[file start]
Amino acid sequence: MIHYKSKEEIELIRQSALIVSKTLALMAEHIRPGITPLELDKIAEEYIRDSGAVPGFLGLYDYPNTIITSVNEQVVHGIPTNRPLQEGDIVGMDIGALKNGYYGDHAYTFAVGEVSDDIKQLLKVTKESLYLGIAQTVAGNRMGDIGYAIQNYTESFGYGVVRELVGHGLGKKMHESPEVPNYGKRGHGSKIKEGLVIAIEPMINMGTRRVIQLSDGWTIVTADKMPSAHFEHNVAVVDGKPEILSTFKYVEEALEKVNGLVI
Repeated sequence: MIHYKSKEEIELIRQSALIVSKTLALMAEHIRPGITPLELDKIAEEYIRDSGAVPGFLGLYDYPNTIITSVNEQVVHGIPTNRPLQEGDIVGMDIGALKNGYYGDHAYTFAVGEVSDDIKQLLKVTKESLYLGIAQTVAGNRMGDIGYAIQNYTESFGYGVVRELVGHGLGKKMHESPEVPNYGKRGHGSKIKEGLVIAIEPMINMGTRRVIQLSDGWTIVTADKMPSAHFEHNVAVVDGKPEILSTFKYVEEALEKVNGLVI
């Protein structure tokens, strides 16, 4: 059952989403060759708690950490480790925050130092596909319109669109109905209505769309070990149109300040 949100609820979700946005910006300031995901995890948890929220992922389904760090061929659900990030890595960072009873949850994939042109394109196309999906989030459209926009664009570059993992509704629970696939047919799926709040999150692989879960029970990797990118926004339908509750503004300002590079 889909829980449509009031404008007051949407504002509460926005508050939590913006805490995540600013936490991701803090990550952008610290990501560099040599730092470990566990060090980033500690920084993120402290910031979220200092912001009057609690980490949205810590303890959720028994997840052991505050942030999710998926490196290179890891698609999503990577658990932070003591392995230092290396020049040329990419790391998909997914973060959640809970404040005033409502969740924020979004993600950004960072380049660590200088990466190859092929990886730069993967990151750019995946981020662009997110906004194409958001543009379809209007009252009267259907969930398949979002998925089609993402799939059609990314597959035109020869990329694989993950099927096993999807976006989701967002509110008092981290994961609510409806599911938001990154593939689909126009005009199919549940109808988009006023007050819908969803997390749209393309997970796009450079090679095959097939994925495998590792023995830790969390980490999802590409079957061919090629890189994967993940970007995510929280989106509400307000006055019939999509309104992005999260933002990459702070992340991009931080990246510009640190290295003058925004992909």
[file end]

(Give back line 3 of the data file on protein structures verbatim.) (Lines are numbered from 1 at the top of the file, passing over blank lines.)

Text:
């Protein structure tokens, strides 16, 4: 059952989403060759708690950490480790925050130092596909319109669109109905209505769309070990149109300040 949100609820979700946005910006300031995901995890948890929220992922389904760090061929659900990030890595960072009873949850994939042109394109196309999906989030459209926009664009570059993992509704629970696939047919799926709040999150692989879960029970990797990118926004339908509750503004300002590079 889909829980449509009031404008007051949407504002509460926005508050939590913006805490995540600013936490991701803090990550952008610290990501560099040599730092470990566990060090980033500690920084993120402290910031979220200092912001009057609690980490949205810590303890959720028994997840052991505050942030999710998926490196290179890891698609999503990577658990932070003591392995230092290396020049040329990419790391998909997914973060959640809970404040005033409502969740924020979004993600950004960072380049660590200088990466190859092929990886730069993967990151750019995946981020662009997110906004194409958001543009379809209007009252009267259907969930398949979002998925089609993402799939059609990314597959035109020869990329694989993950099927096993999807976006989701967002509110008092981290994961609510409806599911938001990154593939689909126009005009199919549940109808988009006023007050819908969803997390749209393309997970796009450079090679095959097939994925495998590792023995830790969390980490999802590409079957061919090629890189994967993940970007995510929280989106509400307000006055019939999509309104992005999260933002990459702070992340991009931080990246510009640190290295003058925004992909």